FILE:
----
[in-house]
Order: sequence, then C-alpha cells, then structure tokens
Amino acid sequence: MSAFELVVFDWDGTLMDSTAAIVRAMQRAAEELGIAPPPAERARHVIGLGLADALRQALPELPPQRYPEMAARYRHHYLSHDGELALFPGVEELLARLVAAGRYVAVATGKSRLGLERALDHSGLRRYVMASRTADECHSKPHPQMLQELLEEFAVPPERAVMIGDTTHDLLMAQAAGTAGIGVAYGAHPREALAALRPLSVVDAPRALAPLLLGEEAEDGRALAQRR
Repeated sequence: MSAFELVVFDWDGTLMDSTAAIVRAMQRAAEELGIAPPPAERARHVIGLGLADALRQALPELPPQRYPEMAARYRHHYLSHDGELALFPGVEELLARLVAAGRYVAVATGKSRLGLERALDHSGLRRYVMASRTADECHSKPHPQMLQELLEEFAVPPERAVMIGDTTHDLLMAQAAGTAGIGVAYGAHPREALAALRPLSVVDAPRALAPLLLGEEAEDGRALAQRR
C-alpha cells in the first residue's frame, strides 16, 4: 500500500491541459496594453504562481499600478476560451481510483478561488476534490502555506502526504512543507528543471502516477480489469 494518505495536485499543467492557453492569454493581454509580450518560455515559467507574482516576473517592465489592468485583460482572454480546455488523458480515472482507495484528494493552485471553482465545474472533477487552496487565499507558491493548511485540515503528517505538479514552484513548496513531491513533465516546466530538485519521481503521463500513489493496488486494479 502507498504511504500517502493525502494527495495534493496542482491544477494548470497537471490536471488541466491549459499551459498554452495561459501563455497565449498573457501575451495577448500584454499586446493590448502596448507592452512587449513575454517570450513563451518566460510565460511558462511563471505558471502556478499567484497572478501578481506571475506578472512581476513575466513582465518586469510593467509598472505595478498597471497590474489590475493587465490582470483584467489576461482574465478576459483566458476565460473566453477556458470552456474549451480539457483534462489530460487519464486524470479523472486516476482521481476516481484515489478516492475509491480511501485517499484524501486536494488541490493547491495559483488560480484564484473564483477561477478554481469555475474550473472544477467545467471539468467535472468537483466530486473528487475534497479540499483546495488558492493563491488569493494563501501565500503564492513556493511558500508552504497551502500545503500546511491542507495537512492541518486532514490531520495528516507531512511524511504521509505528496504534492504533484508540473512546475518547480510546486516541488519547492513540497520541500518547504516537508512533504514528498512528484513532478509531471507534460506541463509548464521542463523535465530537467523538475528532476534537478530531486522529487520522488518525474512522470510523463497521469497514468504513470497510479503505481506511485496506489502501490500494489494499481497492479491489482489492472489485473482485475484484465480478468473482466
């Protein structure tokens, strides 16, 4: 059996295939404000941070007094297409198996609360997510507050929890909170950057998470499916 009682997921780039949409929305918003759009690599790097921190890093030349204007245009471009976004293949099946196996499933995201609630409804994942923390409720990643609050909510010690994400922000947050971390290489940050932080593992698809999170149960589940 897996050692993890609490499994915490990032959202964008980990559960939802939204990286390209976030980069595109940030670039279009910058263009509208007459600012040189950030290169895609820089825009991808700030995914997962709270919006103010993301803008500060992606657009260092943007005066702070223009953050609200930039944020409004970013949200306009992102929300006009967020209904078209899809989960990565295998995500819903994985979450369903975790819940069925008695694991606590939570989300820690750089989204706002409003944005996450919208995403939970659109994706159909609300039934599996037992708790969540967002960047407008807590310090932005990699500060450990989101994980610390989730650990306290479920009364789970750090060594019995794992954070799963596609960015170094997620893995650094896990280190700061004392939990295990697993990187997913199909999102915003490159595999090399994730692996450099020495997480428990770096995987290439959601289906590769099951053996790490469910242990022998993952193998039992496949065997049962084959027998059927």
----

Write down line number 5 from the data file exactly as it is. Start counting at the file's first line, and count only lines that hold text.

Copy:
C-alpha cells in the first residue's frame, strides 16, 4: 500500500491541459496594453504562481499600478476560451481510483478561488476534490502555506502526504512543507528543471502516477480489469 494518505495536485499543467492557453492569454493581454509580450518560455515559467507574482516576473517592465489592468485583460482572454480546455488523458480515472482507495484528494493552485471553482465545474472533477487552496487565499507558491493548511485540515503528517505538479514552484513548496513531491513533465516546466530538485519521481503521463500513489493496488486494479 502507498504511504500517502493525502494527495495534493496542482491544477494548470497537471490536471488541466491549459499551459498554452495561459501563455497565449498573457501575451495577448500584454499586446493590448502596448507592452512587449513575454517570450513563451518566460510565460511558462511563471505558471502556478499567484497572478501578481506571475506578472512581476513575466513582465518586469510593467509598472505595478498597471497590474489590475493587465490582470483584467489576461482574465478576459483566458476565460473566453477556458470552456474549451480539457483534462489530460487519464486524470479523472486516476482521481476516481484515489478516492475509491480511501485517499484524501486536494488541490493547491495559483488560480484564484473564483477561477478554481469555475474550473472544477467545467471539468467535472468537483466530486473528487475534497479540499483546495488558492493563491488569493494563501501565500503564492513556493511558500508552504497551502500545503500546511491542507495537512492541518486532514490531520495528516507531512511524511504521509505528496504534492504533484508540473512546475518547480510546486516541488519547492513540497520541500518547504516537508512533504514528498512528484513532478509531471507534460506541463509548464521542463523535465530537467523538475528532476534537478530531486522529487520522488518525474512522470510523463497521469497514468504513470497510479503505481506511485496506489502501490500494489494499481497492479491489482489492472489485473482485475484484465480478468473482466